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MotoGP '07

Two wheels good, four wheels bad.

After wracking my brains for several days, trying to figure out which other game MotoGP 07's supposedly intimidating difficulty curve resembles, I've finally worked it out.

It's not a Formula One game, although that would appear to be the obvious comparison. After all, both skew more towards accurate simulation than arcade thrills and both tend to send gamers unfamiliar with the difference screaming into the darkness. Nor is it Gran Turismo, or any of the other more realistic racers out there. While MotoGP features a line-up of state of the art real world bikes with far-reaching opportunities for technical tinkering, it's always been a series more in love with the adrenalin of the race than the aesthetics of the ride. For all its attention to technical detail, this isn't auto-porn.

No, the game that crept into the back of my mind while playing MotoGP 07 was, somewhat bizarrely, Guitar Hero. Think about it. Both look really cool when in the hands of an expert, both seem incredibly hard if you play using a mindset that works in other games, and yet both reward patience and practice with a rush of pure gaming joy when you realise you've cracked something that once seemed impossible.

To be honest, I've never really understood why people find MotoGP so daunting. If I had a custard slice for every time I've heard someone complain that they fly off the track at every corner, I'd have - well, enough custard slices to make me a very fat boy indeed. So let's get this out of the way right now. It's very possible - and actually rather simple - to get round a MotoGP track without leaving face scrapings across the tarmac at every bend. Are you ready? Here's the big secret: YOU HAVE TO SLOW DOWN.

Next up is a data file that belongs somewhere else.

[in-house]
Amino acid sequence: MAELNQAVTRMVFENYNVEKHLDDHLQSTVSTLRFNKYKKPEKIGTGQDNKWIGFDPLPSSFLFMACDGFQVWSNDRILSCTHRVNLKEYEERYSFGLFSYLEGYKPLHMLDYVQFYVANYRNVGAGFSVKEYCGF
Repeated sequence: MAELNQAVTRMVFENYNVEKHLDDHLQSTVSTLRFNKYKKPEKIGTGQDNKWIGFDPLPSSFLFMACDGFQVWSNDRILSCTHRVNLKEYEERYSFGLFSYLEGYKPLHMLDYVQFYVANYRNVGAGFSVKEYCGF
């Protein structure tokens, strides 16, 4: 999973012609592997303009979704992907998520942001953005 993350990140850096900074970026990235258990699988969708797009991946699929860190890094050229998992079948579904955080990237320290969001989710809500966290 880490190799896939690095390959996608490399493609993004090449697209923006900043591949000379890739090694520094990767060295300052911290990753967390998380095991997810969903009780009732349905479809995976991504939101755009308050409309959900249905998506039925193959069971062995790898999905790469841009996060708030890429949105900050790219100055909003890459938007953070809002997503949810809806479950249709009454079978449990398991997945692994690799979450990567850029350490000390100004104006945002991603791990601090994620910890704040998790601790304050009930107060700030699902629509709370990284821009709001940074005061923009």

The Extreme races still feel like an awkward concession between racing purists and arcade petrolheads.

I mean, really slow down. Motorbikes aren't cars and, in a game with such painstakingly balanced physics as this, trying to hurl them into hairpins at 200mph just isn't going to work. So, yes, you slow down. Right down. And then once you've entered the bend at a non-fatal angle, you can hammer the accelerator on the way out. That's how the sport works, and a huge part of the appeal is knowing how to squeeze those extra few mph around each corner to take pole position without muffing it all up. It's common sense really, and the game even boasts a multitude of features to help you get your head around the concept. Independent braking for front and back wheels means that you can adjust your slide with precision even while cornering. You can also alter the wheelbase and other mechanical bits to improve your braking and turning circle. Even the icons that appear to let you know which way the track is going to bend next flash red if your approach is too fast or at an unfavourable angle.

So let's have no more of this "MotoGP is too hard" silliness. What it is, is challenging. This is a game that makes you work before you see any evidence of progress and this, coupled with the misunderstood handling, is probably why it has such a hardcore reputation. In Ellie's preview earlier this year, the game's creative manager, Craig McCracken (no relation to Zak) was quite adamant that this year's update would be more accessible, with words like "mainstream", "immediacy" and "spectacle" being bandied about like so much cheap funfair bunting. Fans who feared this meant the series was going casual can breathe a sigh of relief - the concessions are minimal, to be honest. The handling is slightly less unforgiving than before, but we're still a long way from Enduro Racer.

The game isn’t quite as photorealistic as this screenshot makes it look, but it’s certainly impressive.

The number one question in the mind of fans is "Have they addressed the visual flaws from last year?" and the answer is "Yes, they have. Thanks for asking. Help yourself to some peanuts". The frame rate on corners in MotoGP 06 was cause for concern, bringing with it some ugly v-sync tearing, but that seems to be a thing of the past. There's still the occasional stumble, but nothing to compare with what came before. The bike handling, meanwhile, is much as it ever was, and newcomers will still need to practice on the numerous track challenges before they can start clocking up clean laps. The addition of visual cues, such as juddering wheels, are actually of more benefit to those familiar with the series and its control. To a novice, it's just a wobbly wheel. To someone more steeped in MotoGP lore, it's an obvious indicator that your speed and trajectory need tweaking.